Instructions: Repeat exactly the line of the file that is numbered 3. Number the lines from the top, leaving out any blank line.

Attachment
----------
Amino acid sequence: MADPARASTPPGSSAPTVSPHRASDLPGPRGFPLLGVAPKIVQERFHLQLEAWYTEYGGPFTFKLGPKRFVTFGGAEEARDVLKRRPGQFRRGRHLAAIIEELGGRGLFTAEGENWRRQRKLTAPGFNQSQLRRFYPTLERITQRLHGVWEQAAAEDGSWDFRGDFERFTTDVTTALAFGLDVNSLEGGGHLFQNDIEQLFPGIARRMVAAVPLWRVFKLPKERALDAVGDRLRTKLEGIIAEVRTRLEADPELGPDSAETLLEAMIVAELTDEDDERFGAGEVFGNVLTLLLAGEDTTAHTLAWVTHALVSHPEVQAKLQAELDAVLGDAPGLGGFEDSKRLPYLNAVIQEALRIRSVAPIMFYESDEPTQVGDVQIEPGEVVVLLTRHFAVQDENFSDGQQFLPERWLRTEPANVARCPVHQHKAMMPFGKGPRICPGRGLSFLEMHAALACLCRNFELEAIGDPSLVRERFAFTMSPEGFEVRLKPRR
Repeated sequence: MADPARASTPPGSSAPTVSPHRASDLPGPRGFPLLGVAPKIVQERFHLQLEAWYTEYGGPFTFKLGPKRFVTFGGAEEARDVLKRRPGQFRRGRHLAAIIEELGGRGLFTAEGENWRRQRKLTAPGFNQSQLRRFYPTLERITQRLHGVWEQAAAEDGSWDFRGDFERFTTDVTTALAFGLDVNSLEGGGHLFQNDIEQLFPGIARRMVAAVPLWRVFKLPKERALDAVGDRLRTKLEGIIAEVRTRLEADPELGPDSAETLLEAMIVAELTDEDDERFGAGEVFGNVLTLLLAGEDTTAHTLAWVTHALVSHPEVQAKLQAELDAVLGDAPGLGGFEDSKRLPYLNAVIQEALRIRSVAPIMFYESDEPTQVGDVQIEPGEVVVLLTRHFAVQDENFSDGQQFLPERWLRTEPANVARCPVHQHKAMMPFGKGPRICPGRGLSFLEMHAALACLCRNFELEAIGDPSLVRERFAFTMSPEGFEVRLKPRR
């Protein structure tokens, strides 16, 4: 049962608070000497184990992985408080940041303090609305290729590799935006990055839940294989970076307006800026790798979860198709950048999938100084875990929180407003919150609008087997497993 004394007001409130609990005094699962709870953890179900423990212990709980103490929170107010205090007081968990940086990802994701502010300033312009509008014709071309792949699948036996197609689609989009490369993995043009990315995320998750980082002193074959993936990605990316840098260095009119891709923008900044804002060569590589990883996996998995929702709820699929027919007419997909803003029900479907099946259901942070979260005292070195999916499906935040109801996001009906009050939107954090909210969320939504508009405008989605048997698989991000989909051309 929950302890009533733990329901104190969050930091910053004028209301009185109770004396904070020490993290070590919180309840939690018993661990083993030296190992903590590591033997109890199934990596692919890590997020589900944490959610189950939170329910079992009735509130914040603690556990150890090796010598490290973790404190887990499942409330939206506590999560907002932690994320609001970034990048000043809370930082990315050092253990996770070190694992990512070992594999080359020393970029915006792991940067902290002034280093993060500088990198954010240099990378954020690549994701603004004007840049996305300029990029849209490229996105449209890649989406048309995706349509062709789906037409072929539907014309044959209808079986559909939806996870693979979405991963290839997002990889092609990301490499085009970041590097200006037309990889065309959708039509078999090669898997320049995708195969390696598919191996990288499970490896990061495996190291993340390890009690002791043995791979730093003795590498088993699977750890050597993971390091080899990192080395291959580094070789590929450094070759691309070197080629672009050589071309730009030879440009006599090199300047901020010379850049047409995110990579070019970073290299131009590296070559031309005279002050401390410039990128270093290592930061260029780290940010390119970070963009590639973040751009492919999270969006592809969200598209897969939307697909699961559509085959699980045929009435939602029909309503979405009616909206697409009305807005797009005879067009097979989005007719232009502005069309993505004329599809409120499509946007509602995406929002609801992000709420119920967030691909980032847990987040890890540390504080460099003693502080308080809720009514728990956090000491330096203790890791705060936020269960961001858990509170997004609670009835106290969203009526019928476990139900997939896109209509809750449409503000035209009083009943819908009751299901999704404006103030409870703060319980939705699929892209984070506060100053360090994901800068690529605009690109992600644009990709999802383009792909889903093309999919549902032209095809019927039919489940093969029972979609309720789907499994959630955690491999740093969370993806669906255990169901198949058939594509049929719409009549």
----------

């Protein structure tokens, strides 16, 4: 049962608070000497184990992985408080940041303090609305290729590799935006990055839940294989970076307006800026790798979860198709950048999938100084875990929180407003919150609008087997497993 004394007001409130609990005094699962709870953890179900423990212990709980103490929170107010205090007081968990940086990802994701502010300033312009509008014709071309792949699948036996197609689609989009490369993995043009990315995320998750980082002193074959993936990605990316840098260095009119891709923008900044804002060569590589990883996996998995929702709820699929027919007419997909803003029900479907099946259901942070979260005292070195999916499906935040109801996001009906009050939107954090909210969320939504508009405008989605048997698989991000989909051309 929950302890009533733990329901104190969050930091910053004028209301009185109770004396904070020490993290070590919180309840939690018993661990083993030296190992903590590591033997109890199934990596692919890590997020589900944490959610189950939170329910079992009735509130914040603690556990150890090796010598490290973790404190887990499942409330939206506590999560907002932690994320609001970034990048000043809370930082990315050092253990996770070190694992990512070992594999080359020393970029915006792991940067902290002034280093993060500088990198954010240099990378954020690549994701603004004007840049996305300029990029849209490229996105449209890649989406048309995706349509062709789906037409072929539907014309044959209808079986559909939806996870693979979405991963290839997002990889092609990301490499085009970041590097200006037309990889065309959708039509078999090669898997320049995708195969390696598919191996990288499970490896990061495996190291993340390890009690002791043995791979730093003795590498088993699977750890050597993971390091080899990192080395291959580094070789590929450094070759691309070197080629672009050589071309730009030879440009006599090199300047901020010379850049047409995110990579070019970073290299131009590296070559031309005279002050401390410039990128270093290592930061260029780290940010390119970070963009590639973040751009492919999270969006592809969200598209897969939307697909699961559509085959699980045929009435939602029909309503979405009616909206697409009305807005797009005879067009097979989005007719232009502005069309993505004329599809409120499509946007509602995406929002609801992000709420119920967030691909980032847990987040890890540390504080460099003693502080308080809720009514728990956090000491330096203790890791705060936020269960961001858990509170997004609670009835106290969203009526019928476990139900997939896109209509809750449409503000035209009083009943819908009751299901999704404006103030409870703060319980939705699929892209984070506060100053360090994901800068690529605009690109992600644009990709999802383009792909889903093309999919549902032209095809019927039919489940093969029972979609309720789907499994959630955690491999740093969370993806669906255990169901198949058939594509049929719409009549």